National and historical symbols of Hungary

In this section you can find the crests of almost 2400 settlements of Hungary with notes. Find the starting letter of the settlement in the list and click if you want to see it.

The Coat-of-Arms of the Town of Tótkomlós [** ¤]
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(The County of Békés)

The town of Tótkomlós is situated in the southwestern corner of the county of Békés.

Its coat-of-arms is a spade shield erect, azure, the base curved to a point. On a field vert in base on the dexter a building or masoned with ashlars, tympaned and gable-roofed, the gateway at a slant to the sinister. On the sinister, running onto a fence or proportioned with five laths in pale joined to a crossbar a giant hop or, naissant to the chief while growing toward the place of the pile. In dexter chief a sun or rayonnant with sixteen rays, in sinister chief an increscent argent.

The dominant blue in the field is the national colour of the Slovaks, who came from the counties of Zólyom, Hont and Nógrád first to (Békés)szentandrás, then on April 24, 1746 eighty families settled down in Tótkomlós. This is the explanation of the prefix 'Tót' in the name of the town. The colour blue also symbolises honesty, the sky covering and protecting the landscape, as well as natural and ethical purity. At the same time it is a reminder of the local medicinal waters with iodine content, excellent in treating many health problems.

The green base symbolises nature in its full flowering, the vegetation, both virgin and cultivated, and it also means that agriculture was for centuries the chief occupation of the inhabitants of Tótkomlós, which prospered due to their hard work and perseverence.

The sun is an ancient astral symbol suggesting the power with which the negative forces of nature and society can be defeated, as well as the continuity of existence. In the coat-of-arms of Tótkomlós this means that the region between the rivers Körös and Maros has been continuously inhabited since the Neolithic age. Based on archeological findings it has been proved that the settlement of Tótkomlós existed as early as the 11th century and already had a church of its own during the period of the Mongol invasion.

The moon refers to cyclicism and continuous revival, as well as to the fact that János Hunyadi, hero of the wars against the Ottoman conquerors and his wife Erzsébet Szilágyi, as well as László Kerecsényi, captain of the castle of Gyula, who also became famous as a champion of the fights against the Turks, were among the landowners, as can be traced in the documents from the 15th century onwards.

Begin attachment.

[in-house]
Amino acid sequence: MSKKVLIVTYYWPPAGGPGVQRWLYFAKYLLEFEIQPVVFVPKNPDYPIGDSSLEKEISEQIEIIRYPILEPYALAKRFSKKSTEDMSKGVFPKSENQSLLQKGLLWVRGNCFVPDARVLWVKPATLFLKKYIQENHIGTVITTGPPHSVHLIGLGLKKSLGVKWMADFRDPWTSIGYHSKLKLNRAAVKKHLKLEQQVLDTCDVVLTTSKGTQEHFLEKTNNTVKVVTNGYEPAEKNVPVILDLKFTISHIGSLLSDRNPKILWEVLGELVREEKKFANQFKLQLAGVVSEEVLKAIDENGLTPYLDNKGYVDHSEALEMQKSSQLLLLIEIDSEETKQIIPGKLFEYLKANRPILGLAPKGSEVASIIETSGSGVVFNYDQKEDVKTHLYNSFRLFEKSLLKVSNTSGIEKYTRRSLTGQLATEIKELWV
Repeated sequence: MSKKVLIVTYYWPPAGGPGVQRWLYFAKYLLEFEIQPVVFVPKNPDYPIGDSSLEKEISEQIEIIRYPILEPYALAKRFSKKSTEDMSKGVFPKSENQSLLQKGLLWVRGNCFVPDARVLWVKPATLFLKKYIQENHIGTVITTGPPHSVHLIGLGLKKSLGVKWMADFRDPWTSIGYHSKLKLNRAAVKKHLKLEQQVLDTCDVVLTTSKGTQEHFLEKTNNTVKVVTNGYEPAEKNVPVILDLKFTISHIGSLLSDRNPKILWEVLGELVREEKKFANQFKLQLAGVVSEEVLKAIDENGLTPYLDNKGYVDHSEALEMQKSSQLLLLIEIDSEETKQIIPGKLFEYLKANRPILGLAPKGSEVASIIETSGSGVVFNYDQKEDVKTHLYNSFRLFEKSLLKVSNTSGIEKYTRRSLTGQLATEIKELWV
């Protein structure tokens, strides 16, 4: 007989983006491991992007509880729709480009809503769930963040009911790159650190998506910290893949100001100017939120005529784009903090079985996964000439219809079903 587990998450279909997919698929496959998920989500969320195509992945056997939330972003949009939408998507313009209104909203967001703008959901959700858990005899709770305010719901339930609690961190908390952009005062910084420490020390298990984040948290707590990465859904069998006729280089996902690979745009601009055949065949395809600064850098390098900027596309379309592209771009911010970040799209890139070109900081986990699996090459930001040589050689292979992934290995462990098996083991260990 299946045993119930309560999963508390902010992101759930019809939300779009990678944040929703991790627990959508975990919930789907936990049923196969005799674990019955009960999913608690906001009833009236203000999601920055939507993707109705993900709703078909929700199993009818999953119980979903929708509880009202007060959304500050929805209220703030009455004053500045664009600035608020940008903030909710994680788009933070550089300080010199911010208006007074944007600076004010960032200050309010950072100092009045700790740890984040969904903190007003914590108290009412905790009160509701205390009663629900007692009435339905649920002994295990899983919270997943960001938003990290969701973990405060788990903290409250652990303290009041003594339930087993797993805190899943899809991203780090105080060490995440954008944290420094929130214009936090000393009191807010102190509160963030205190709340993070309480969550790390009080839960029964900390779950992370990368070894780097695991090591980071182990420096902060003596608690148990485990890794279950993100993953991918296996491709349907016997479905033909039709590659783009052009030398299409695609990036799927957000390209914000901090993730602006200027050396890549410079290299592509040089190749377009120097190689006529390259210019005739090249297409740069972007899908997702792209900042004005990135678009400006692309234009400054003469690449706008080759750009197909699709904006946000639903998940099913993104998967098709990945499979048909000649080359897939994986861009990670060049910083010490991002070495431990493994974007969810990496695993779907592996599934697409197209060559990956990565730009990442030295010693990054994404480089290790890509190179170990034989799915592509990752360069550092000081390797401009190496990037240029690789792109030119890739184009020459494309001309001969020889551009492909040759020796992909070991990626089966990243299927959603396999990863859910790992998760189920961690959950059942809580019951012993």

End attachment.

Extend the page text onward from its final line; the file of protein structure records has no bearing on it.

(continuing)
The golden stone building is an emblem of the autonomy of the local government, the preceding event of which was that in 1484 King Mathias permitted the inhabitants to settle their lawsuits through their own courts. In 1746 they achieved that the settlement could join the county of Békés instead of Csanád, and in 1792-95, resisting an earlier prohibition, they built their beautiful late Baroque Lutheran church with a galleried tower.

The golden laths of the fence on the one hand emphasise that at least a dozen landowners and candidates wanted to enlarge their properties here in the 16-17th centuries; on the other hand they signify that minor landowners represented the majority until as late as the early 20th century. The fence itself is a memento of 18th century isolation, but its sleazy arrangement shows that the situation has changed since then.

The open space between the building and the fence underlines the fact that Tótkomlós is situated in a hub of railway and road traffic, but it is also a reminder of a historical event when in 1596 the wealthy settlement of 70- 80 houses was swooped upon and destroyed by the Crimean Tartars by order of the Turkish governor of Temesvár. As a result, the village became deserted for over a century.

The dominance of the colour gold symbolises the wealth of the settlement, which was due to the hard work of the local people, although in the Middle Ages and in the period of re-settlement they had to pay heavy taxes to their landlords, to the castle of Gyula, to the Turkish tax-collectors at Temesvár and to their new landowners as well. In 1845 Tótkomlós made an arrangement with the landlord concerning feudal tenures on its own resources, followed by another contract about the consolidation of landstrips in 1858. The settlement was raised to the rank of town on November 1, 1993.

The golden hop reaching toward the sky explains the second element of the town's name, and at the same time it gives an example of the local people's joy of life, ambition and their faith in a better future.


01. Heroes' Square

02. Lutheran Church

03. Chapel from Nagykopáncs

04. Slovak Memorial House

05. The interior of a Slovak house

06. Farm Museum with coaches

07. Hotel Komló

08. Rózsa bathhouse

09. Tótkomlós festivies